Rear Admiral George Dewey, Commander, Asiatic Squadron, to Secretary of the Navy John D. Long
To...Secretary of Navy.
Date...Cavite, July 26, 1898.
Subject...Arrival of Merritt.1
Situation in Manila.
Monadnock at Honolulu
Sent Hongkong by H.M.S.Plover, July 26.
Merritt arrived yesterday in the Newport.
The remainder of the expedition is expected within the next few days.
Situation is most critical in Manila.
The Spanish may surrender at any moment. Merritt’s most difficult problem will be how to deal with insurgents under Aguinaldo who have become aggressive and even threatening toward our army.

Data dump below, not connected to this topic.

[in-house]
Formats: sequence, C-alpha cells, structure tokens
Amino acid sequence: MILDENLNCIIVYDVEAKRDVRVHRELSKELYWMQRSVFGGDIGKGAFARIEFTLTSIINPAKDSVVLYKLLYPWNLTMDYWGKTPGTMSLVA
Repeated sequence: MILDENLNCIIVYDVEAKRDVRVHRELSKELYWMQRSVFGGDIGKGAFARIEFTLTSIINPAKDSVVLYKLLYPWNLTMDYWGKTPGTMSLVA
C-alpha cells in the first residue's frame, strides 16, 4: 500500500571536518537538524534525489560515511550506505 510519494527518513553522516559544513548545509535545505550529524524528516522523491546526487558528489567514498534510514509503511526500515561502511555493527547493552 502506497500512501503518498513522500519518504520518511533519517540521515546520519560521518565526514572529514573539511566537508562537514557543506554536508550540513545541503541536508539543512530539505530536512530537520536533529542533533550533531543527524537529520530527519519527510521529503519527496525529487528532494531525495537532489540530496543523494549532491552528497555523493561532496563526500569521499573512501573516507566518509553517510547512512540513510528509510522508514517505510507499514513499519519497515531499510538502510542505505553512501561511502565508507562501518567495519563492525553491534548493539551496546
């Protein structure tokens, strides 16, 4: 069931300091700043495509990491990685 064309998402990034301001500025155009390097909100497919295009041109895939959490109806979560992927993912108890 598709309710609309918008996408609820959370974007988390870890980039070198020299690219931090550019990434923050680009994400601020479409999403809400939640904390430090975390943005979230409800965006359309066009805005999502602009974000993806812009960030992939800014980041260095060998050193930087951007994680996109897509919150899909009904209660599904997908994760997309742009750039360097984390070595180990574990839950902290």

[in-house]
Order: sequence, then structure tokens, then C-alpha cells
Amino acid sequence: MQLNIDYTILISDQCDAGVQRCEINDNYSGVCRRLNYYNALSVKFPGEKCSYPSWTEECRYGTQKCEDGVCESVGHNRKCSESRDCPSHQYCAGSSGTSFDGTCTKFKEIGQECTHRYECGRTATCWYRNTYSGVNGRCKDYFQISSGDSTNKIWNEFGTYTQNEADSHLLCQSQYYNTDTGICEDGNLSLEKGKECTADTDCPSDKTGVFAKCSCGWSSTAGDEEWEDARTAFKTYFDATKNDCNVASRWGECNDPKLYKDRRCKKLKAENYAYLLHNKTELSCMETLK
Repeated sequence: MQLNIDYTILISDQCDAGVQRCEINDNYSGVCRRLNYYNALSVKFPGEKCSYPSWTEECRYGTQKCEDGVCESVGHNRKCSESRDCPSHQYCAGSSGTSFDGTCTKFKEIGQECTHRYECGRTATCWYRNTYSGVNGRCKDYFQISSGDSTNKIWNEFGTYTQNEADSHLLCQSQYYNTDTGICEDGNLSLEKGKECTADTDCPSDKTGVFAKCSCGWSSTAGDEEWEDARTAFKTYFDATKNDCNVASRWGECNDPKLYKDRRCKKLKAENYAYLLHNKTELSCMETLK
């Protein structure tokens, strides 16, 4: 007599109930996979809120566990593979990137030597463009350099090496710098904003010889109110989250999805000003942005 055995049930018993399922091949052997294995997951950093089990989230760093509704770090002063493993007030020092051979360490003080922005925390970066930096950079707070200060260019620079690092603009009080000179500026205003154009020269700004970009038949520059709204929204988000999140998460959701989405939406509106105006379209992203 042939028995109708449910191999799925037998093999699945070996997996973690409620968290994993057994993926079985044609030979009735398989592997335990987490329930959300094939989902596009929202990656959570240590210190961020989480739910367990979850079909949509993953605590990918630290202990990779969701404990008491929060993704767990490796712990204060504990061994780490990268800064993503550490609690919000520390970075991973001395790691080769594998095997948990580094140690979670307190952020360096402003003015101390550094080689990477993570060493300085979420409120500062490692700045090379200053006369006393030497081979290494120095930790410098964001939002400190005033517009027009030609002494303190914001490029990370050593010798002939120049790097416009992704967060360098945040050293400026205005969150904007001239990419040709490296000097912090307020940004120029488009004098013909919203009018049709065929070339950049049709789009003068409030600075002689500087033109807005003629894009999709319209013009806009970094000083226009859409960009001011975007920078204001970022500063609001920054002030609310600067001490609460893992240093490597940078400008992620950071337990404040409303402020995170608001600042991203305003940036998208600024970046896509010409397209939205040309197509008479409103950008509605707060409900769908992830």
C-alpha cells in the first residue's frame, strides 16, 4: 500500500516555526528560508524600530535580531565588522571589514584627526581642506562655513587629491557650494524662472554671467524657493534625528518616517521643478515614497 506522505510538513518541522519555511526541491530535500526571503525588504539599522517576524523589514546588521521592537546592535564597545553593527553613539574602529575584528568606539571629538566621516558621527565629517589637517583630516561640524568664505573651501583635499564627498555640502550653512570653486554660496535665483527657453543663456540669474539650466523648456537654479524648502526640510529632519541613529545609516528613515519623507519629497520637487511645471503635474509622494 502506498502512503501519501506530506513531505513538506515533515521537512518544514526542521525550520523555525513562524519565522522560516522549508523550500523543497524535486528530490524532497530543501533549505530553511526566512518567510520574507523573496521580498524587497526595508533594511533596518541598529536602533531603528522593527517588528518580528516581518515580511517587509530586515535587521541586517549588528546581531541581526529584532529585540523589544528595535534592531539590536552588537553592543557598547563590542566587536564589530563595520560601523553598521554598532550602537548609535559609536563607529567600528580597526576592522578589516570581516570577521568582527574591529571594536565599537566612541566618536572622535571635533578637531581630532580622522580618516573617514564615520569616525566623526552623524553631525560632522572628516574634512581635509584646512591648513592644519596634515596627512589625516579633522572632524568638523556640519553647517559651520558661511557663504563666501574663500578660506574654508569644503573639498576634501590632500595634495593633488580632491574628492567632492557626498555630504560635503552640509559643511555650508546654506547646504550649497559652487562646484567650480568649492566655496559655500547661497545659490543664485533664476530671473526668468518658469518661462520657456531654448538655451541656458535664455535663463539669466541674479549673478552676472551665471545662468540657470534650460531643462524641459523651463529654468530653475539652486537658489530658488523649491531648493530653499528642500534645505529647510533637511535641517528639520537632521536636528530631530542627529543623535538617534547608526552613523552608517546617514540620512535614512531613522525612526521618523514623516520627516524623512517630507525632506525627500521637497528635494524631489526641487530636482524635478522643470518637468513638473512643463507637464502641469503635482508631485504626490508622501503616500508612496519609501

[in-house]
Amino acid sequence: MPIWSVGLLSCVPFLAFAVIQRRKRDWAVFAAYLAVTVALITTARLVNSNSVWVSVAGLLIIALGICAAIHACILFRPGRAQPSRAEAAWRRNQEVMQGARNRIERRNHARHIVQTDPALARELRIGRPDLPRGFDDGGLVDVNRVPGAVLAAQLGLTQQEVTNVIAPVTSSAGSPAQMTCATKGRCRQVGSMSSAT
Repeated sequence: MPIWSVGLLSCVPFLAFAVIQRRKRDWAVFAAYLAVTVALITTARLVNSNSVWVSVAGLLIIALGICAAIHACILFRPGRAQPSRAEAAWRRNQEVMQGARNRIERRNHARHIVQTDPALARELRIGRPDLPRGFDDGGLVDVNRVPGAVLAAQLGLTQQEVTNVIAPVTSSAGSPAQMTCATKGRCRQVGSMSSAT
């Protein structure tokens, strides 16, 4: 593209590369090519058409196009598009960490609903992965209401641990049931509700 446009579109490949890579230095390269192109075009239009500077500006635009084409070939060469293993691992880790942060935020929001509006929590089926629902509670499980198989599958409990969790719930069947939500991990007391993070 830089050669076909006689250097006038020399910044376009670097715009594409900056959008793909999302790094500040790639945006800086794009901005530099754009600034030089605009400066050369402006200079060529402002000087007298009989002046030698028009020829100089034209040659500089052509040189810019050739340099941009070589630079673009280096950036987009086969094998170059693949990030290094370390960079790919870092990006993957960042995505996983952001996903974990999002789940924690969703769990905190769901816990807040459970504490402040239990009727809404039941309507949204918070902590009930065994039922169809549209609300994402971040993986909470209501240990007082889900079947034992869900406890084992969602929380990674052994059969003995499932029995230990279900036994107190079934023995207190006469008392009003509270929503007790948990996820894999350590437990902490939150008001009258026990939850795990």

The Monadnock was at Honolulu on July 8th expected to leave four days later. Hope both monitors will be here before the surrender to prevent possible interference by the Germans.3
I send this by British gun-vessel.
Source Note: TCy, DLC-MSS, PGD.
Footnote 1: Maj. Gen. Wesley Merritt, American Army commander in the Philippines.
Footnote 2: Filipino insurgent leader Emilio Aguinaldo y Famy.
Footnote 3: The two monitors were the Monadnock and the Monterey. The latter arrived in Manila before the surrender; the former did not. Manila surrendered on 13 August.
Footnote 4: Zafiro was the supply ship that Dewey had purchased in Hong Kong in April. It remained in the Philippines until 14 August. See: Dewey to Long, 15 August 1898. It served as Merritt’s headquarters during the American “attack” on Manila. Trask, War With Spain, 416